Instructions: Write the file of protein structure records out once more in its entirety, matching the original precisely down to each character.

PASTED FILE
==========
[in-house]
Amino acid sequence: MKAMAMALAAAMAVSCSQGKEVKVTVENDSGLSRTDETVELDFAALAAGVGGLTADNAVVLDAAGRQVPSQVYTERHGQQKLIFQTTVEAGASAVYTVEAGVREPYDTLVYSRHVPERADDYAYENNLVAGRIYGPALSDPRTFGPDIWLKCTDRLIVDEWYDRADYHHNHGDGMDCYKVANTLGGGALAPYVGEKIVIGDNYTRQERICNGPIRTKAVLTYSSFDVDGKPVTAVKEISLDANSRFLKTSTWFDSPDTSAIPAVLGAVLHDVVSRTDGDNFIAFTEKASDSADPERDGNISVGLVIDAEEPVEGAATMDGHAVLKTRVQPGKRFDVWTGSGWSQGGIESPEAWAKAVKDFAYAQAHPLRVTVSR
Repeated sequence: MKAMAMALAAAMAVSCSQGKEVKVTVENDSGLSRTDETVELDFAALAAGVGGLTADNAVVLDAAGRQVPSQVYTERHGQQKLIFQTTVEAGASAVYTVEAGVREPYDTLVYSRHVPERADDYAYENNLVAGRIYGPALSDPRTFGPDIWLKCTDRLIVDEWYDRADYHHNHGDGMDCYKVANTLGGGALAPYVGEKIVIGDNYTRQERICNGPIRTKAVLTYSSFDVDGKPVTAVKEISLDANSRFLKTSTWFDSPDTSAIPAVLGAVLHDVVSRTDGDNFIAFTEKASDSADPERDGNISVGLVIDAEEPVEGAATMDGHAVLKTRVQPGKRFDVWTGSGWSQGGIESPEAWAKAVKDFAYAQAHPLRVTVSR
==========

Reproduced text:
[in-house]
Amino acid sequence: MKAMAMALAAAMAVSCSQGKEVKVTVENDSGLSRTDETVELDFAALAAGVGGLTADNAVVLDAAGRQVPSQVYTERHGQQKLIFQTTVEAGASAVYTVEAGVREPYDTLVYSRHVPERADDYAYENNLVAGRIYGPALSDPRTFGPDIWLKCTDRLIVDEWYDRADYHHNHGDGMDCYKVANTLGGGALAPYVGEKIVIGDNYTRQERICNGPIRTKAVLTYSSFDVDGKPVTAVKEISLDANSRFLKTSTWFDSPDTSAIPAVLGAVLHDVVSRTDGDNFIAFTEKASDSADPERDGNISVGLVIDAEEPVEGAATMDGHAVLKTRVQPGKRFDVWTGSGWSQGGIESPEAWAKAVKDFAYAQAHPLRVTVSR
Repeated sequence: MKAMAMALAAAMAVSCSQGKEVKVTVENDSGLSRTDETVELDFAALAAGVGGLTADNAVVLDAAGRQVPSQVYTERHGQQKLIFQTTVEAGASAVYTVEAGVREPYDTLVYSRHVPERADDYAYENNLVAGRIYGPALSDPRTFGPDIWLKCTDRLIVDEWYDRADYHHNHGDGMDCYKVANTLGGGALAPYVGEKIVIGDNYTRQERICNGPIRTKAVLTYSSFDVDGKPVTAVKEISLDANSRFLKTSTWFDSPDTSAIPAVLGAVLHDVVSRTDGDNFIAFTEKASDSADPERDGNISVGLVIDAEEPVEGAATMDGHAVLKTRVQPGKRFDVWTGSGWSQGGIESPEAWAKAVKDFAYAQAHPLRVTVSR